Appendix C. Resources available
...the dead hand of the academy had yet to stifle the unbridled
enthusiasms of a small band of amateurs in Europe and America.
Michael D. Coe, Breaking the Maya Code
[Note: these links have not been updated since the 20th June 1997 revision of
this document, and as such are very likely to be incorrect.]
The resources below are mainly available from the
at the anonymous FTP site ftp.gmd.de in Germany,
maintained by Volker Blasius. [Some mirrors of this site
are listed at the
Inform home page.
At least eleven essentially different
are publically available, of which six are in modern use:
by Stefan Jokisch (1996-), was written in a
successful attempt to implement a Standard-compliant interpreter
from scratch, rather than repair old interpreter cores. It covers
all Versions and ports are available for: DOS, Amiga, Windows CE,
Acorn RISC OS, Windows 95/NT, OS/2, Unix, HP-UX.
- Zplet, by Matthew Russotto (1996-), is an almost
Standard-compliant Java applet to interpret Versions 3, 5 and 8.
by Matt Kimmel (1997-), is an almost
Standard-compliant Java application to interpret all Versions other
than 6. (Note that Zax and Zplet
are quite independent of each other:
as one runs in a browser, the other as a stand-alone application, they
may be seen as complementary.)
by Mark Howell (1991-), is a good, almost entirely accurate interpreter
across Versions 1 to 5. The core has evolved into many extended versions,
often covering Version 8 or even implementing this Standard; Stefan
Jokisch has written a document listing bugs and omissions in the original.
Noteworthy ports include: Kevin Bracey's Standard-compliant
(Acorn RISC OS only), which fully supports even Version 6;
Pilot Zip (1997):
the PalmPilot is a pocket-sized, battery-powered personal organiser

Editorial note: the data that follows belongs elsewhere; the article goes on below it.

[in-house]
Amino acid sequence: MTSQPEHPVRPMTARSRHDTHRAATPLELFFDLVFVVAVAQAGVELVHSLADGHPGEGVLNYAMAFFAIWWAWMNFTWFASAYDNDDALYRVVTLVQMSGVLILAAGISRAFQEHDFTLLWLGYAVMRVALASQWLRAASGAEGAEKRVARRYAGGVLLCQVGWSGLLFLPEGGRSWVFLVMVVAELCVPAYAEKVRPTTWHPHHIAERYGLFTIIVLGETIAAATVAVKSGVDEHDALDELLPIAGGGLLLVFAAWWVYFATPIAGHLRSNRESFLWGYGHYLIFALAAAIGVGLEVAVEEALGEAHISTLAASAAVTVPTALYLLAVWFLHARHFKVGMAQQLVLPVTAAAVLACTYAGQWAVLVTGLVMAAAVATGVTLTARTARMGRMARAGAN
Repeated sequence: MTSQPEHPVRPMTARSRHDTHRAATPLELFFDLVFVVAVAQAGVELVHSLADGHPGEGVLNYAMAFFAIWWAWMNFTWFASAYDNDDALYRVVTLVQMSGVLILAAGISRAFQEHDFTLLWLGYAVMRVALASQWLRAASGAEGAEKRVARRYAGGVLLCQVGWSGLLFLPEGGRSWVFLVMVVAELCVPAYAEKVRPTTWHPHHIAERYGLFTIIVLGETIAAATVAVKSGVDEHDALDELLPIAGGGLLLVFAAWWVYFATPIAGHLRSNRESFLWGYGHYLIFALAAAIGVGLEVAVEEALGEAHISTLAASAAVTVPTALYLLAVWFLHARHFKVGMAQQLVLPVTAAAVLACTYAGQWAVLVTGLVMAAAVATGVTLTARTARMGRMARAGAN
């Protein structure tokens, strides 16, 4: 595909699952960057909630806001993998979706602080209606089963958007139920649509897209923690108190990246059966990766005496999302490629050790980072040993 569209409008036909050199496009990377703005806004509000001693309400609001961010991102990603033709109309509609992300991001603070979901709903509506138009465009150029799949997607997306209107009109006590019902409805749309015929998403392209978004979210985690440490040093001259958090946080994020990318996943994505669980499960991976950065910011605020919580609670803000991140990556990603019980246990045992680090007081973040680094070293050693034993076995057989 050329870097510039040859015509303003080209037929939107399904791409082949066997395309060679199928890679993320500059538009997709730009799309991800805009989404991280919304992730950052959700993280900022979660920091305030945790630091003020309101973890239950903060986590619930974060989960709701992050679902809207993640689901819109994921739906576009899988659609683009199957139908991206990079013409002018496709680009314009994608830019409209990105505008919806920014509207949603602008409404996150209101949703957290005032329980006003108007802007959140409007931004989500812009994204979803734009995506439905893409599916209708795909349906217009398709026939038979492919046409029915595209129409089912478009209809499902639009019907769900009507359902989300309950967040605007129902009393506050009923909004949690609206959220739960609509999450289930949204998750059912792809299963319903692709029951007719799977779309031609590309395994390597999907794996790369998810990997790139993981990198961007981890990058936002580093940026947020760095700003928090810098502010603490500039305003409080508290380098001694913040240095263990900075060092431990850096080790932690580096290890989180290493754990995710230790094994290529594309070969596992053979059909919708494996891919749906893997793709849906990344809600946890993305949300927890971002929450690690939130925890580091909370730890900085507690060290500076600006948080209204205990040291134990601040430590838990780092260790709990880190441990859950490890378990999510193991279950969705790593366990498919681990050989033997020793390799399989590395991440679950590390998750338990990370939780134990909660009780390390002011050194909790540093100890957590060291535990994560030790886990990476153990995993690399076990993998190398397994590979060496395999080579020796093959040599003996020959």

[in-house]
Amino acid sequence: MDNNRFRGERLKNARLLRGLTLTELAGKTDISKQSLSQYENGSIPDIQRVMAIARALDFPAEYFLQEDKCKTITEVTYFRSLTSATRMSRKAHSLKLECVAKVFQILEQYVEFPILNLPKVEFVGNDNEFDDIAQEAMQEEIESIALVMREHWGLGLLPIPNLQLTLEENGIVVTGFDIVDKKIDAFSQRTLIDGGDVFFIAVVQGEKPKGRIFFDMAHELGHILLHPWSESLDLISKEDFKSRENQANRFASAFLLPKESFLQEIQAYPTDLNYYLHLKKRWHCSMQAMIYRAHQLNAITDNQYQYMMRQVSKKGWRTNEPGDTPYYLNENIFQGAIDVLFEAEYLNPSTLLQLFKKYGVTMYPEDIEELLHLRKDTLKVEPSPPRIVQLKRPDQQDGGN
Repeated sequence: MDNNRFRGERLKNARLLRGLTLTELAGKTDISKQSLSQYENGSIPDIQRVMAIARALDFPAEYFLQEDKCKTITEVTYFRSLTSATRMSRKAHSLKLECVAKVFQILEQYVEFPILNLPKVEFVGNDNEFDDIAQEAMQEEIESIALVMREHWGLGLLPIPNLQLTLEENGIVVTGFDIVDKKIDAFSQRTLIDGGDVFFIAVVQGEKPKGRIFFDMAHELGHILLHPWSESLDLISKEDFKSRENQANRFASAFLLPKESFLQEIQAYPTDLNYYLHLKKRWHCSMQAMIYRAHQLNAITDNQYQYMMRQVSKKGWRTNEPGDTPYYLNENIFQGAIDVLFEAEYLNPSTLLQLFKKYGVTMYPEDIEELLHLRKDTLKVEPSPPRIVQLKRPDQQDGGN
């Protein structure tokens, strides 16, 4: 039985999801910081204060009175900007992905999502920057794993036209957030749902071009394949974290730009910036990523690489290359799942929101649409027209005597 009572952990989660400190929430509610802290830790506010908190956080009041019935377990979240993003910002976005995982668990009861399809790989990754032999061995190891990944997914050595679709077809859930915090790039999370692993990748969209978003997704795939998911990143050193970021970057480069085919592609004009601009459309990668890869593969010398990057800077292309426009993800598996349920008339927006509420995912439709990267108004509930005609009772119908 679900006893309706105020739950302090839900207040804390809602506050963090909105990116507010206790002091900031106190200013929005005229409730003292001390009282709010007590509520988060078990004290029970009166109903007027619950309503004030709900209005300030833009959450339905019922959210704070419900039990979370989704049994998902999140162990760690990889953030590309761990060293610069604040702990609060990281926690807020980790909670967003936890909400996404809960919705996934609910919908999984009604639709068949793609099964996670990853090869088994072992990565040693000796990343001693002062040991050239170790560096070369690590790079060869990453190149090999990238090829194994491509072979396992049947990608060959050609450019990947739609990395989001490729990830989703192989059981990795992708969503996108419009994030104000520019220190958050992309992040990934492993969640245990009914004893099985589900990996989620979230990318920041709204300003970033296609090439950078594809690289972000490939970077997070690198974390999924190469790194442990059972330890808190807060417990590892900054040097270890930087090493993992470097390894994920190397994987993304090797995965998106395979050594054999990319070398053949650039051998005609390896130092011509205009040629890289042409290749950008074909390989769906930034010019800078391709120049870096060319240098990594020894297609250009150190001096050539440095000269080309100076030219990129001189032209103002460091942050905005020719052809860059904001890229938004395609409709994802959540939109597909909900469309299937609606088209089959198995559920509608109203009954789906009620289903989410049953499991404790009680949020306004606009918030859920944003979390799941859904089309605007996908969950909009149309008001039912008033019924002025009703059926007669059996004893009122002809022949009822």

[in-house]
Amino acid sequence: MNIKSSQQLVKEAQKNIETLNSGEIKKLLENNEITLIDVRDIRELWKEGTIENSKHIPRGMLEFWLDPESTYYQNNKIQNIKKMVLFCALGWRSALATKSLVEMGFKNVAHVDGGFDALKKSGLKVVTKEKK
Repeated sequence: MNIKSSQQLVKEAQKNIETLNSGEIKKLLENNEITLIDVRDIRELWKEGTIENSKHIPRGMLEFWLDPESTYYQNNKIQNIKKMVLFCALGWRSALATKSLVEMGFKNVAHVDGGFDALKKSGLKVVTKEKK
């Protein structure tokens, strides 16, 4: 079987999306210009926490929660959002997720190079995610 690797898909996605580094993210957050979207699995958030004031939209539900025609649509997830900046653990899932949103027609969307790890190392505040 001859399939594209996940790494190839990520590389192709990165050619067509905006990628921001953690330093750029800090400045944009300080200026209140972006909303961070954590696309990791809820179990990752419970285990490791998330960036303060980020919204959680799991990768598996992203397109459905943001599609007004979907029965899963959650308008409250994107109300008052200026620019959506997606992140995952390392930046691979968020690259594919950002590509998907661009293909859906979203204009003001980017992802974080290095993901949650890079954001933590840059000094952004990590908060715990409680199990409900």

without even a keyboard; Andrew Plotkin's MaxZip,
for System 7 Macintoshes, and XZip, for X-Windows;
Matthew Russotto's Zip Infinity, also for Macintosh; John Holder's
JZip for PCs (itself ported to the Atari ST and Bebox); Greg Ewing's
macZeX, which extends the Z-machine specification to include textual
formatting information loosely based on TeX, but which has not been
used by designers; and other ports including to MS Windows, DOS,
BSD Unix, Amiga, OS/2, Apple IIgs.
InfoTaskForce (or ITF) interpreter (1987-92) is almost as
good, but slower and less accurate on some Version 5 features. It is no
longer maintained by its original authors (David Beazley,
George Janczuk, Peter Lisle, Russell Hoare and Chris Tham)
and the final version was 4.01
(ported to Acorn RISC OS, Atari ST, OS/2, Macintosh, DOS, Amiga); a beta
test of version 4.02 was never widely distributed. However,
Bryan Scattergood has given ITF a new lease of life by updating
it to much more accurate and reliable interpreters for Acorn RISC OS,
the Psion Series 3, Unix/X11 and Windows.
- Apple Newton users can at present play Version 3 games only, using
the shareware interpreter
Yet Another Z-Machine Interpreter, by George Madrid and Sanjay Vankil
- Another Version-3-only interpreter,
by Martin Korth (1993) is noteworthy for two reasons: first, because
Mr Korth seems to have worked by reverse-engineering the Infocom CP/M
interpreter (in isolation from the main groups of Infocom hackers of
the period), and in this way wrote the only known Z-machine in Pascal
(source available at his site); second, because he then wrote an
assembly-language version for the keyboard-less Nintendo Gameboy.
To use this, one appends the story file to the interpreter, burns the
result into an EPROM and plugs it in: it's probably the nearest thing
to a "hardware Z-machine" yet devised.
The other four interpreters are obsolescent and now hardly used, but
ought not to be forgotten, if only for their contribution to the gradual
process of decipherment.
Pinfocom (1992), derived from an early form of ITF, and
released by Paul Smith as a Version 3 (only) interpreter;
final version 3.0 (ported to Amiga and Atari ST).
Zmachine (1988-90), by Matthias Pfaller: briefly in limited
circulation (again, for Version 3 only; ported to Amiga and Atari ST).
ZIPDebug (1991-3), by Frank Lancaster, supporting
Versions 1 to 5 and offering some debugger facilities.
Zterp (1992), by Charles M. Hannum, for Versions 3 to 5:
reputedly very fast.
Andrew Plotkin has written a story file to torture interpreters into
revealing non-Standard behaviour, with the appropriately contrived